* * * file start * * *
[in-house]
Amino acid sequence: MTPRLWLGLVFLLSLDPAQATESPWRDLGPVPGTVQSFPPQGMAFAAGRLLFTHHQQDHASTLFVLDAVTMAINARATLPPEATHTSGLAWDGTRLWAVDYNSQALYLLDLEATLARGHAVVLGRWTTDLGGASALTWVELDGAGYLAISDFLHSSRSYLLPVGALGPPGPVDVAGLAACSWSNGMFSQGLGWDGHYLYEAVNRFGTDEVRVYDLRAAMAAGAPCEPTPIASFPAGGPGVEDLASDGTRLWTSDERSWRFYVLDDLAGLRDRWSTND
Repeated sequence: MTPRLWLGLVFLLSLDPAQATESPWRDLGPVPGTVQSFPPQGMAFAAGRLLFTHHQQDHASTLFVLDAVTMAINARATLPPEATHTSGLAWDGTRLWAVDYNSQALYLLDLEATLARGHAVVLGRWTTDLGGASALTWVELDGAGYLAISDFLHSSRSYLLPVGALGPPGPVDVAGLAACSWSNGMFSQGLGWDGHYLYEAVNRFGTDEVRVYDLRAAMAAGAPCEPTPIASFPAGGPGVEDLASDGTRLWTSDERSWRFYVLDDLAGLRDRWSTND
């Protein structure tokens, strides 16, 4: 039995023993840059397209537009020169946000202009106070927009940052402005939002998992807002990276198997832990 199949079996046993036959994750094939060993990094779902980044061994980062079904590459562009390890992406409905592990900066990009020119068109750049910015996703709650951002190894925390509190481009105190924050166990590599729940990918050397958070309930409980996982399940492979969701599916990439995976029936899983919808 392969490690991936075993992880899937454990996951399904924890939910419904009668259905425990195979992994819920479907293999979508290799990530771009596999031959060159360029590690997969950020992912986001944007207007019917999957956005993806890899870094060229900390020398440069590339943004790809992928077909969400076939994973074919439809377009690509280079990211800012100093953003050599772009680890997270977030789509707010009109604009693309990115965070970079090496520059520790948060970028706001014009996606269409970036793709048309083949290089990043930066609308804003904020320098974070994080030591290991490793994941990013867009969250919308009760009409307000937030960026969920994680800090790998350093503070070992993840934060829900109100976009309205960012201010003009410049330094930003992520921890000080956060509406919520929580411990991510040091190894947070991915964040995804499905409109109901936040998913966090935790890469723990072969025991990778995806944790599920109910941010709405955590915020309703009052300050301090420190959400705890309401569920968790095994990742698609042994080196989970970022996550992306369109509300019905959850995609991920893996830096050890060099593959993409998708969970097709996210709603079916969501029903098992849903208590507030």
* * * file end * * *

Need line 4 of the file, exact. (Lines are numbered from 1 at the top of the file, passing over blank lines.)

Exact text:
């Protein structure tokens, strides 16, 4: 039995023993840059397209537009020169946000202009106070927009940052402005939002998992807002990276198997832990 199949079996046993036959994750094939060993990094779902980044061994980062079904590459562009390890992406409905592990900066990009020119068109750049910015996703709650951002190894925390509190481009105190924050166990590599729940990918050397958070309930409980996982399940492979969701599916990439995976029936899983919808 392969490690991936075993992880899937454990996951399904924890939910419904009668259905425990195979992994819920479907293999979508290799990530771009596999031959060159360029590690997969950020992912986001944007207007019917999957956005993806890899870094060229900390020398440069590339943004790809992928077909969400076939994973074919439809377009690509280079990211800012100093953003050599772009680890997270977030789509707010009109604009693309990115965070970079090496520059520790948060970028706001014009996606269409970036793709048309083949290089990043930066609308804003904020320098974070994080030591290991490793994941990013867009969250919308009760009409307000937030960026969920994680800090790998350093503070070992993840934060829900109100976009309205960012201010003009410049330094930003992520921890000080956060509406919520929580411990991510040091190894947070991915964040995804499905409109109901936040998913966090935790890469723990072969025991990778995806944790599920109910941010709405955590915020309703009052300050301090420190959400705890309401569920968790095994990742698609042994080196989970970022996550992306369109509300019905959850995609991920893996830096050890060099593959993409998708969970097709996210709603079916969501029903098992849903208590507030």